The elephant calf that was born in Somerset County died at the Pittsburgh Zoo & PPG Aquarium, it was announced on Wednesday.
“Our hearts are broken, it’s just devastating,” says Dr. Barbara Baker, President & CEO of the Pittsburgh Zoo & PPG Aquarium. “She touched so many people in such a short time. We did everything we possibly could to care for her, but unfortunately in the end, it just wasn’t enough.
The elephant stopped eating during teething. Staffers decided to insert a feeding tube so keepers and veterinary staff could provide her with nutrients and vitamins. After her weight did not pick up consistently, the staff at the zoo decided that the only humane thing to do was euthanize the calf.
Throughout the calf’s life, the zoo’s staff consulted with elephant experts from around the world, including the David Sheldrick Wildlife Trust, the world leader in saving orphaned elephant calves.
“When we spoke with them, they assured us that it was a normal occurrence for calves who are teething to not have an appetite and to lose weight,” says Dr. Baker. “But they also warned us that sometimes the little calves can’t recover from the weight loss and they pass away as a result.”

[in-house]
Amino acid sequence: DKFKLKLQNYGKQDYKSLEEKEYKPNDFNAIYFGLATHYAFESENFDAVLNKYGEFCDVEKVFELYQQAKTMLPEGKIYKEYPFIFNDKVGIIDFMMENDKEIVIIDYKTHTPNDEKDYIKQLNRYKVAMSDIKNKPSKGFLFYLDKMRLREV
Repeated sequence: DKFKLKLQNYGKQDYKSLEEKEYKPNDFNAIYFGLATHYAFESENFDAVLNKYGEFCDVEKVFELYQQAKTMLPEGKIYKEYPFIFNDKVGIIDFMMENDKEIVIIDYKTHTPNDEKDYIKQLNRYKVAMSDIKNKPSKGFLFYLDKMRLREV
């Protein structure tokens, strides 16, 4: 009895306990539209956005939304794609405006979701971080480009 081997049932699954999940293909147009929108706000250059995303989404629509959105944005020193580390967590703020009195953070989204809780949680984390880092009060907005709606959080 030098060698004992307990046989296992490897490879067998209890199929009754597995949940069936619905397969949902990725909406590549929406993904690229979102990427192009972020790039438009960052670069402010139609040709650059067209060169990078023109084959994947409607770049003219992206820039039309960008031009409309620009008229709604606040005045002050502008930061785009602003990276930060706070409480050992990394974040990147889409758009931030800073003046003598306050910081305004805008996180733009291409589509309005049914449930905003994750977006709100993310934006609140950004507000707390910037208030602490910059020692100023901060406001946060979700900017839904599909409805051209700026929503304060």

While most elephants are in the womb for 645 days, the calf that died was only in it for 615 days. The calf weighed 184 pounds, which is 52 below the average African elephant calf weight.
Her mother Seeni, who is housed at the International Conservation Center in Somerset County, rejected the young calf and had no milk. Zoo officials decided to bring her to the zoo, separating her from her mother. Zoo staff was able to teach on of the adult females in the zoo to allow them to hand milk her, and the calf was fed elephant milk as well as an African elephant formula that was analyzed by the Smithsonian Institute, according to a news release from the zoo..
The calf did not gain weight, and staff suspect a genetic abnormality or some type of malabsorption syndrome that the calf was born with that did not allow her to absorb nutrients. The veterinary team will do a full necropsy. Results will not be available for several weeks.
“We expect there will be criticism and accusations from those with limited information and no animal care experience,” the zoo spokeswoman Tracy Gray said in a statement. “Sadly, these individuals seek to benefit their own agendas by misrepresenting the realities of a tragic situation and demanding action based on misinformation. Despite the outcome, we fully stand behind the informed and calculated decisions made, and the valiant efforts and commitment of the team of experts who cared for the elephant calf.”